Tuesday, 19 March 2013

Should we be all of a Twitter in Selling ? Social media overlap the pros and cons

Do you take into account your audience before you tweet ?

More importantly, do you consider your audience as a whole?

 A customer or prospect may not be your “friend” on Facebook or following you on Twitter, but do you think about what they’ll see if they scan through your tweets?

 Perhaps you should . Perhaps we all should.

A joint study from Wharton School of the University of Pennsylvania, USA and Rouen Business School, France describes how four different approaches to managing on line social media presence can affect the way we are perceived in our work.
For those in selling who use social media this study has additional relevance.

 Boundary management of  Social media for a sales person probably needs more careful and considered management because our network is likely to be wider.

Our audiences are customers, prospects, our employer and work colleagues let alone personal contacts such as friends and family.

A salesperson is always on duty so far as social media is concerned. Commercial confidences and commercial secrets must remain off the social media record. In a sense our customer's trust in us can be tested as never before.

Perhaps a distinction between professional and personal is no longer possible as our lives are now on public display whenever we are on-line.

Leader of a recent study into boundary management Ariane Ollier-Malaterre of Rouen Business School researched how and why employees manage the boundaries between their professional and personal identities in on line social networks, and how these behaviours impact the way they are regarded by professional contacts.

“As the world becomes increasingly connected through social media, employees are interacting more with co-workers, supervisors, and other professional contacts on on line social networks. Some of these on line networks, such as Facebook or Twitter, are social spaces where interactions can be personal as well as professional. "

"This results in a potential collision of worlds that can open up opportunities as well as create challenges for employees”, said Ollier-Malaterre.

According to the study, online boundary management affects our relationships at work in two ways: how well we are liked and how much we are respected.

These two aspects are also important to a salesperson's audiences.

The researchers identified four approaches that social media participants can take:

1.            Audience :Keeping professional and personal networks separate – for instance, using Facebook for personal contacts and LinkedIn for professional contacts.

2.            Content. Having both professional and personal contacts, but managing the content you post to improve your image in the eyes of both personal and professional contacts. This may also imply controlling who can tag you in photos and monitoring the comments other make on your profile on Facebook – and on Twitter it means SERIOUSLY paying attention to what you tweet.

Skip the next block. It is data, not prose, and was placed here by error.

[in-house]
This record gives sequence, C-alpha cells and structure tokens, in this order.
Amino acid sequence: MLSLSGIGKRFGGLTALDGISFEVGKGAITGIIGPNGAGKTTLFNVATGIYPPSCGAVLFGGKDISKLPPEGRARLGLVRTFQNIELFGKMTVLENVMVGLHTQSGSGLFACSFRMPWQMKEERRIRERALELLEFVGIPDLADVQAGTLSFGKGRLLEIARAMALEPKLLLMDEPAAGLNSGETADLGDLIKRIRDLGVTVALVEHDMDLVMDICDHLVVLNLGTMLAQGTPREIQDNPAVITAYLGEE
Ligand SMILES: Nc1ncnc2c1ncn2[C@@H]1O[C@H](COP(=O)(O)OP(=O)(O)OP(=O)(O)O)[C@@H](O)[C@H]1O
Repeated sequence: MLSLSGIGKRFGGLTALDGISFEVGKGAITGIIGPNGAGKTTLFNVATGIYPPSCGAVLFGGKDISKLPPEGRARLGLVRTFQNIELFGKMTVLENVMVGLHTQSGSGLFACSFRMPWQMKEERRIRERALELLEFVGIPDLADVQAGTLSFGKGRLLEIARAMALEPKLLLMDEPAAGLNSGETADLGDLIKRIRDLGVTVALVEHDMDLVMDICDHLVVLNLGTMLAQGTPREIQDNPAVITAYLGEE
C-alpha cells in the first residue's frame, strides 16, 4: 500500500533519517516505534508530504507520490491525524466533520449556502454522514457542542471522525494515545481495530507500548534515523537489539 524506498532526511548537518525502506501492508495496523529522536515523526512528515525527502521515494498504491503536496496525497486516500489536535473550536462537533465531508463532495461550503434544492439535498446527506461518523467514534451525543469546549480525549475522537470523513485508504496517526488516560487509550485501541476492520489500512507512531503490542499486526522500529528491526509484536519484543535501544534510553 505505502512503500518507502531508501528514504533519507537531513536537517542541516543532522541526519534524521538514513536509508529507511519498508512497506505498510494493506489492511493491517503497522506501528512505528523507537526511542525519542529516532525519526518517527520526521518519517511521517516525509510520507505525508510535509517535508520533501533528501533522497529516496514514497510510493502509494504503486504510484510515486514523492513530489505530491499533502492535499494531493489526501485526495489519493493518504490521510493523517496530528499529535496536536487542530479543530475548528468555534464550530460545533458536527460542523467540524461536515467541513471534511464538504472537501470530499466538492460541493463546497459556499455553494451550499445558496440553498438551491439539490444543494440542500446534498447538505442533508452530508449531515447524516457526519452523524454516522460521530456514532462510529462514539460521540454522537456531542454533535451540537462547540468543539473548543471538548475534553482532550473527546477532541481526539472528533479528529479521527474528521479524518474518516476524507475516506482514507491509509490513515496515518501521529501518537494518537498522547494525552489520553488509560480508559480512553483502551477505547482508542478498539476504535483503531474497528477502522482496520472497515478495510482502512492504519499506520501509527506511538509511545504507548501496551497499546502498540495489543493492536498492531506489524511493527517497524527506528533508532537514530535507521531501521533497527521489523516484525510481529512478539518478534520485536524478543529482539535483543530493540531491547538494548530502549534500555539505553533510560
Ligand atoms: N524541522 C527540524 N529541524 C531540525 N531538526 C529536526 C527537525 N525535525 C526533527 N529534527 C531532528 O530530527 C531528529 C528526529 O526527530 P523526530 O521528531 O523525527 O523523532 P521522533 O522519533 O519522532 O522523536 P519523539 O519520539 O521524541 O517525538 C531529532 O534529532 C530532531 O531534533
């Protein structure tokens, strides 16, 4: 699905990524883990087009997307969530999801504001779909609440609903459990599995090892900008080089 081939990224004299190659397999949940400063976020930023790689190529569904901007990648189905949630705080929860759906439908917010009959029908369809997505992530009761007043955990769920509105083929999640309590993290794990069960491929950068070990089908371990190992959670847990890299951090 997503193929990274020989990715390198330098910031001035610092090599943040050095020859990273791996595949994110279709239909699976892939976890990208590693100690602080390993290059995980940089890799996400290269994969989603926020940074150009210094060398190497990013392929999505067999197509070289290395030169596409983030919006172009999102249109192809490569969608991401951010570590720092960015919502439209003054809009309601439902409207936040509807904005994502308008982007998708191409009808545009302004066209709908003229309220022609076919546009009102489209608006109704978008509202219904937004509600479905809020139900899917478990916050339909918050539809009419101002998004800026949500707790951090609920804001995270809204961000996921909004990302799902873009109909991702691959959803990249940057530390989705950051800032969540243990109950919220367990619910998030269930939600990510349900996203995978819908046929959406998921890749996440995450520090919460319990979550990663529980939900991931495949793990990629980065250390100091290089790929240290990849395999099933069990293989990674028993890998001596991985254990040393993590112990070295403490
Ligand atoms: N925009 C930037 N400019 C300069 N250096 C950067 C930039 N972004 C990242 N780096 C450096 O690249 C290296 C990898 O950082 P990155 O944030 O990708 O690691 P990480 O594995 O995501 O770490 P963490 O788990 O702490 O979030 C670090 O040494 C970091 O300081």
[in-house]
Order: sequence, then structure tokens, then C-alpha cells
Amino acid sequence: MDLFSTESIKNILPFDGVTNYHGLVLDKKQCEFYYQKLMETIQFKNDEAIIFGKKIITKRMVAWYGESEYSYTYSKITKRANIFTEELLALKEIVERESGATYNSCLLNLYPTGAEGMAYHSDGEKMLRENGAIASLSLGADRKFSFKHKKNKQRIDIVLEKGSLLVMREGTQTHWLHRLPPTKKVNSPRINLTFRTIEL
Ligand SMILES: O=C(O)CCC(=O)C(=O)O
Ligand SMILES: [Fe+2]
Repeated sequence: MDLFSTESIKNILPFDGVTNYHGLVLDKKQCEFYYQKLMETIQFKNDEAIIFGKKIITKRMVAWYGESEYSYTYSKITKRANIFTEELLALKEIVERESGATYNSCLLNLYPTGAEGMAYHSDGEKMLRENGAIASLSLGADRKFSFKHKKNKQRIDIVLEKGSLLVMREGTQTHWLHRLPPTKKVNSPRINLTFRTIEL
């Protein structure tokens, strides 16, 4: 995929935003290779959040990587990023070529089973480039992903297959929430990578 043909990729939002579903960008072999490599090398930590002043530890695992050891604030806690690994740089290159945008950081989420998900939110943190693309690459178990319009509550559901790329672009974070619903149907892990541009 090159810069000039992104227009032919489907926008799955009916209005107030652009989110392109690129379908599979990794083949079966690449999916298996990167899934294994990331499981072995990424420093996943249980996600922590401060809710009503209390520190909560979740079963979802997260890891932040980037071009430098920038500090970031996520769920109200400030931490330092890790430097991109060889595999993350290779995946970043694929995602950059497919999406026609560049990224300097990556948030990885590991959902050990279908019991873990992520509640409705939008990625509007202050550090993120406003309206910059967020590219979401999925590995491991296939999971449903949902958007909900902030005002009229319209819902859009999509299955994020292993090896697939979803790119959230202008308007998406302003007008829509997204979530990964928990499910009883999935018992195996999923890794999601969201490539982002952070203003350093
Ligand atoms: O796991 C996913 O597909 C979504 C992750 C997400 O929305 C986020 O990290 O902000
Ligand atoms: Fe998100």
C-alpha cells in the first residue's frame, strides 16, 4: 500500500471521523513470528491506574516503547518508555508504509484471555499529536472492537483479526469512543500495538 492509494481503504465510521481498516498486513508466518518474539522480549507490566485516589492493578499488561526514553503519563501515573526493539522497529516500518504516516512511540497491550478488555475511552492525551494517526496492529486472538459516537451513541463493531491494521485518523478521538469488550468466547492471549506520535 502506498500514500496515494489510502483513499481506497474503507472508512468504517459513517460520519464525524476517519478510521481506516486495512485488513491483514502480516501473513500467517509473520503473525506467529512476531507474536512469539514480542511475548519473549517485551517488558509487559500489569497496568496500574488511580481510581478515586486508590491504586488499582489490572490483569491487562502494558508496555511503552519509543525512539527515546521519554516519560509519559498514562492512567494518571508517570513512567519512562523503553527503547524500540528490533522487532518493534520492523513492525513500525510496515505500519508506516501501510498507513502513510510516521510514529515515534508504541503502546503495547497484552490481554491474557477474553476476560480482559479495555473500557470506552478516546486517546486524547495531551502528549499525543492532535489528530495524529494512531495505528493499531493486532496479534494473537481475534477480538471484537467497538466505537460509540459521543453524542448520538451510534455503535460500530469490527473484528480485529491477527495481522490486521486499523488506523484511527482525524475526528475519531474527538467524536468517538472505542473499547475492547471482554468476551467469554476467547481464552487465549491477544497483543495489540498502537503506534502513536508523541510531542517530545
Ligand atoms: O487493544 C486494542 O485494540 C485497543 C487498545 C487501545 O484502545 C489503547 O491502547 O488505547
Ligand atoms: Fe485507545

3.            Hybrid. 'Doing' both audience and content aspects by separating the professional and the personal audiences (e.g. by using lists on Facebook ), and managing the content to try and 'look good' in the eyes of colleagues and personal friends.
Perhaps this  can be achieved with #hashtags on Twitter, but you can’t prospects and clients will be blind to #personal tweets.
It might be prudent to run two separate Twitter accounts –  one professional, one personal

4.            Open. Airing your views and feelings, whether they are positive or negative, and letting everyone comment on your posts. No filtering . Highly dangerous but what many do.
So what SHOULD you do?

Content and hybrid approaches are the most likely to increase respectability and 'likeability' in the workplace according to Ollier-Malaterre ; however, they require time and effort because they imply constant monitoring.

Should you take the hybrid approach, you’ll need to keep up with ever changing privacy settings to avoid mistakes such as posting to the wrong list of contacts.

They are also prone to accidental over-disclosure when people forget about the ‘invisible audience’ or when their contacts share unwanted information or photos about them.

The ability to manage boundaries is an important social media skill for professional salespeople and managers as the workplace and market continues to move on line.

 “How we are liked and how we are respected is affected by how we manage our on line behaviour. Hiring and firing decisions, interactions with groups and superiors are all dependent on these factors. It is vitally important” suggests Ollier-Malaterre.

Increasingly whether Clients buy or not will be affected by these factors as well. Whether your company has an official social media policy or not ,it certainly should consider what is required for the role of sales and marketing whether the approach is to be open, hybrid , content  or audience managed.

Related Links

10 ways to be fitter on twitter

“When worlds collide in cyberspace: Boundary work and the quality of professional relationships in on line social networks”

Ariane Ollier-Malaterre, Nancy Rothbard & Justin Berg

Should you friend your boss on Facebook ? Article Washington Post

Mary Long
How do YOU manage your interactions online? Does this make you reconsider?

1 comment:

  1. Ariane Ollier-Malaterre5 April 2013 at 18:38

    Thank you for discussing the relevance of our work to selling!